Mooneyhan v. Telecommunications Management LLC

Filing 15

MEMORANDUM AND ORDER re: 7 MOTION to Dismiss :Count II filed by Defendant Telecommunications Management, LLC - IT IS HEREBY ORDERED that Defendant's Motion to Dismiss Count II of Plaintiff's Complaint (Doc. 7) is granted. IT IS FURTHER ORDERED that Count II of Plaintiff's Complaint is dismissed. Signed by Magistrate Judge Abbie Crites-Leoni on 10/17/2016. (JMC)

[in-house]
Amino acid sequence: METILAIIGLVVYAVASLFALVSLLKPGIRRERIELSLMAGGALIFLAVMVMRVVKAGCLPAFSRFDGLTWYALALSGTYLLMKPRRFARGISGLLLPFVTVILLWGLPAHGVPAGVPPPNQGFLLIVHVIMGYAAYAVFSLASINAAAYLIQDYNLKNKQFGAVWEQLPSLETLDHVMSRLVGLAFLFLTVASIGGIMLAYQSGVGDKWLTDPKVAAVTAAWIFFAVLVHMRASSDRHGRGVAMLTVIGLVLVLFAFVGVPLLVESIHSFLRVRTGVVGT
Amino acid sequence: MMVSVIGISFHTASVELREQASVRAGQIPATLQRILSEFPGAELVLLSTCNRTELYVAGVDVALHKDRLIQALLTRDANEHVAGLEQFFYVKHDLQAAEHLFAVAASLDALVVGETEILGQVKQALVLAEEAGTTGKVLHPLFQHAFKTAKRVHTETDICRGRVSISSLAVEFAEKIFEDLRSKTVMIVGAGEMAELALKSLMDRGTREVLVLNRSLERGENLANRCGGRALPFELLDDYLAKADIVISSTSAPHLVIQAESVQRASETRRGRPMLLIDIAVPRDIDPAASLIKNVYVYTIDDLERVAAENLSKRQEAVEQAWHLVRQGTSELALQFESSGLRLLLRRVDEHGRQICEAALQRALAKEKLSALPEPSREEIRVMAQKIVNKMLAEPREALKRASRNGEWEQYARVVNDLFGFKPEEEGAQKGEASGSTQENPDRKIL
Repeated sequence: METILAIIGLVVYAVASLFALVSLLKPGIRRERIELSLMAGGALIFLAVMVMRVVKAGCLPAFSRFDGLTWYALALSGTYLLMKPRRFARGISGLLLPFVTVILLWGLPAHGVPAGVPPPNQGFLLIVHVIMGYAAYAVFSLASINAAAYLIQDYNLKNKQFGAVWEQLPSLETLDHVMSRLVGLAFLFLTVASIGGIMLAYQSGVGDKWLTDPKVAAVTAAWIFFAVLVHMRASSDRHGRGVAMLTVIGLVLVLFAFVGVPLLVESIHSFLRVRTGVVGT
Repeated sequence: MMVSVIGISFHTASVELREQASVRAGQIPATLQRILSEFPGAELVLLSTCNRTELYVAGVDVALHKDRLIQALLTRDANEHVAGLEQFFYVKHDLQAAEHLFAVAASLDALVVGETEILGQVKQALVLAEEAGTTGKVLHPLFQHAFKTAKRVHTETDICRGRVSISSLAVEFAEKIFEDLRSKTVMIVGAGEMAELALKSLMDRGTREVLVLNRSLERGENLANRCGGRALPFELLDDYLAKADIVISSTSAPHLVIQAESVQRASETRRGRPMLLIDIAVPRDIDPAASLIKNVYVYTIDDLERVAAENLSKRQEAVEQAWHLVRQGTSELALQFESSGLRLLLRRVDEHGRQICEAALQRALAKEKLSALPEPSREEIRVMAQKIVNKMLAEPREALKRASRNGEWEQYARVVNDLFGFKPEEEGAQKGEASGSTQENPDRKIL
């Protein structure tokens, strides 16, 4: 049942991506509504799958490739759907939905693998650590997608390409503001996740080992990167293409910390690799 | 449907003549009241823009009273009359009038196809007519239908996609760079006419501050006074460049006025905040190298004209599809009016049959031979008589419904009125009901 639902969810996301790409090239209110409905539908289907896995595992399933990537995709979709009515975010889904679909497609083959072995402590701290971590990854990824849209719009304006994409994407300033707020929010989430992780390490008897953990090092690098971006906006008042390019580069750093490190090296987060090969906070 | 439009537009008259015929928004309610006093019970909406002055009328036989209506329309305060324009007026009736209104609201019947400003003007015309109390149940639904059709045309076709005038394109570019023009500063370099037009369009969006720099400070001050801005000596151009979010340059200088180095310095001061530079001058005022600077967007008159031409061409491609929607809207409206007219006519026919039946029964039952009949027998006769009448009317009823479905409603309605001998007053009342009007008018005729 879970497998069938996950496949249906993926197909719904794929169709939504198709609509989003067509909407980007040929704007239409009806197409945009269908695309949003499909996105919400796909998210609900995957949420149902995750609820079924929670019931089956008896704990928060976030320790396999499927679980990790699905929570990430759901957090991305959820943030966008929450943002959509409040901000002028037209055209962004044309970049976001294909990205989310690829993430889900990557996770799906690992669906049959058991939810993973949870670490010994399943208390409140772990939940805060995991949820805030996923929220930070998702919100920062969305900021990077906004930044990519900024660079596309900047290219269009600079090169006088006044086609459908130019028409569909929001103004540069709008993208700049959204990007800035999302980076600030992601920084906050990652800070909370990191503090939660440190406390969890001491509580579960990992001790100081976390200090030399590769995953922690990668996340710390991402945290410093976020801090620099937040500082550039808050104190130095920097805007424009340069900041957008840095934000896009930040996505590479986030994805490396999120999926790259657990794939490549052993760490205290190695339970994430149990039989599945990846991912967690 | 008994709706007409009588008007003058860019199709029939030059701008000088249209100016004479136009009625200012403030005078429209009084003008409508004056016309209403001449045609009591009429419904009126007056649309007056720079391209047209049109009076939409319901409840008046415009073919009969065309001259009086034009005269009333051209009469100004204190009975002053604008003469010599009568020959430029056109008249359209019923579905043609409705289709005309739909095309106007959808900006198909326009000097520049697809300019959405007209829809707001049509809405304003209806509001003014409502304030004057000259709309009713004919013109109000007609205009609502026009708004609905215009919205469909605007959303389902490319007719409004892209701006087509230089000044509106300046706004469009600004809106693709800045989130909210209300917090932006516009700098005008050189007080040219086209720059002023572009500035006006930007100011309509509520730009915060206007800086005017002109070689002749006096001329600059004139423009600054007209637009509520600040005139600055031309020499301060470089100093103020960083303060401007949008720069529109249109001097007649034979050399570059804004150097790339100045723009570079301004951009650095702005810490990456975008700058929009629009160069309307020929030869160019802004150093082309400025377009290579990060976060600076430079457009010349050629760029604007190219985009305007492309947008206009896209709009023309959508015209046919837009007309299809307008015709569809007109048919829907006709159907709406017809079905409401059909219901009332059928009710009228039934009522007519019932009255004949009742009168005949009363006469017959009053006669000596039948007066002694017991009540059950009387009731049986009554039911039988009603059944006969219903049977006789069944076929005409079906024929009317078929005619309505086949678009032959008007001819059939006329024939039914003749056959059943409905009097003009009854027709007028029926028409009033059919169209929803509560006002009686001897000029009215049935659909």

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UNITED STATES DISTRICT COURT EASTERN DISTRICT OF MISSOURI SOUTHEASTERN DIVISION KIMBERLY MOONEYHAN ) ) Plaintiff, ) ) vs. ) ) ) ) TELECOMMUNICATIONS ) MANAGEMENT, LLC, D/B/A NEWWAVE ) COMMUNICATIONS, ) ) Defendant. ) Case No. 1:16 CV 118 ACL MEMORANDUM AND ORDER This action is before the Court on Defendant’s Motion to Dismiss Count II of Plaintiff’s Complaint. (Doc. 7.) I. Background This cause was originally filed in the Circuit Court of Scott County, Missouri, and was removed to this court pursuant to the Court’s federal question jurisdiction. In Count I of the Complaint, Plaintiff alleges discrimination based on sex in violation of 42 U.S.C. 2000(e), Title VII of the Civil Rights Act of 1964. In Count II, Plaintiff reincorporates the allegations of Count I, but does not explicitly state any theory of liability. Defendant moved to dismiss Count II on the basis that Plaintiff’s claim for sex discrimination is solely viable pursuant to the Missouri Human Rights Act (“MHRA”), and Plaintiff did not comply with the filing requirements of the MHRA. Specifically, Defendant contends that Plaintiff did not file a Charge of Discrimination with the Missouri Commission on 1   Human Rights (“MCHR”) within 180 days of the date of the alleged discrimination. Defendant argues that Plaintiff does not, therefore, have a viable cause of action under Missouri law. Plaintiff has not filed a Response to Defendant’s Motion to Dismiss. At the Rule 16 Conference held on August 2, 2016, Plaintiff’s counsel indicated to the Court that he conceded to the dismissal of Count II. II. Legal Standard The purpose of a Rule 12(b)(6) motion to dismiss for failure to state a claim is to test the legal sufficiency of a complaint so as to eliminate those actions “which are fatally flawed in their legal premises and deigned to fail, thereby sparing litigants the burden of unnecessary pretrial and trial activity.” Young v. City of St. Charles, 244 F.3d 623, 627 (8th Cir. 2001) (citing Neitzke v. Williams, 490 U.S. 319, 326-27 (1989)). A complaint must be dismissed for failure to state a claim if it does not plead enough facts to state a claim to relief that is plausible on its face. Bell Atlantic Corp. v. Twombly, 550 U.S. 544, 560 (2007). A petitioner need not provide specific facts to support his allegations, Erickson v. Pardus, 551 U.S. 89, 93 (2007) (per curiam), but “must include sufficient factual information to provide the grounds on which the claim rests, and to raise a right to relief above a speculative level.” Schaaf v. Residential Funding Corp., 517 F.3d 544, 549 (8th Cir. 2008), cert. denied, 129 S.Ct. 222 (2008) (quoting Twombly, 550 U.S. at 555–56 & n. 3). In ruling on a motion to dismiss, a court must view the allegations of the complaint in the light most favorable to the petitioner. Kottschade v. City of Rochester, 319 F.3d 1038, 1040 (8th Cir. 2003). “To survive a motion to dismiss, a claim must be facially plausible, meaning that the factual content ... allows the court to draw the reasonable inference that the respondent is liable for the misconduct alleged.” Cole v. Homier Dist. Co., Inc., 599 F.3d 856, 861 (8th Cir. 2010) 2   (quoting Ashcroft v. Iqbal, 556 U.S. 662, 678 (2009)). When determining the facial plausibility of a claim, the Court must “accept the allegations contained in the complaint as true and draw all reasonable inferences in favor of the nonmoving party.” Id. (quoting Coons v. Mineta, 410 F.3d 1036, 1039 (8th Cir. 2005)). III. Discussion Under Missouri law, employment discrimination claims based on sex are governed by the MHRA. See Noel v. AT&T Corp., 936 F. Supp.2d 1084, 1091 (E.D. Mo. 2013) (citing Fleshner v. Pepose Vision Institute, P.C., 304 S.W.3d 81, 95-96 (Mo. banc 2010). The MHRA requires that a claimant exhaust administrative remedies by filing a charge of discrimination within 180 days after “the alleged act of discrimination.” See Mo.Rev.Stat. § 213.075(1). Failure to satisfy this exhaustion requirement bars the claim. Gipson v. KAS Snacktime Co., 83 F.3d 225 (8th Cir. 1996) (quoting Hill v. John Chezik Imports, 797 S.W.2d 528, 529 (Mo. App. 1990)). Plaintiff alleges that she suffered acts of discrimination between May 2, 2014, and July 6, 2014. (Doc. 1-1 at 9.) It is undisputed that Plaintiff filed her Charge of Discrimination on February 11, 2015, 221 days following the last date of the alleged discrimination. Id. Consequently, her MHRA claim is time-barred, and Count II will be dismissed. Accordingly, IT IS HEREBY ORDERED that Defendant’s Motion to Dismiss Count II of Plaintiff’s Complaint (Doc. 7) is granted. IT IS FURTHER ORDERED that Count II of Plaintiff’s Complaint is dismissed. /s/Abbie Crites-Leoni ABBIE CRITES-LEONI UNITED STATES MAGISTRATE JUDGE Dated this 17th day of October, 2016. 3  

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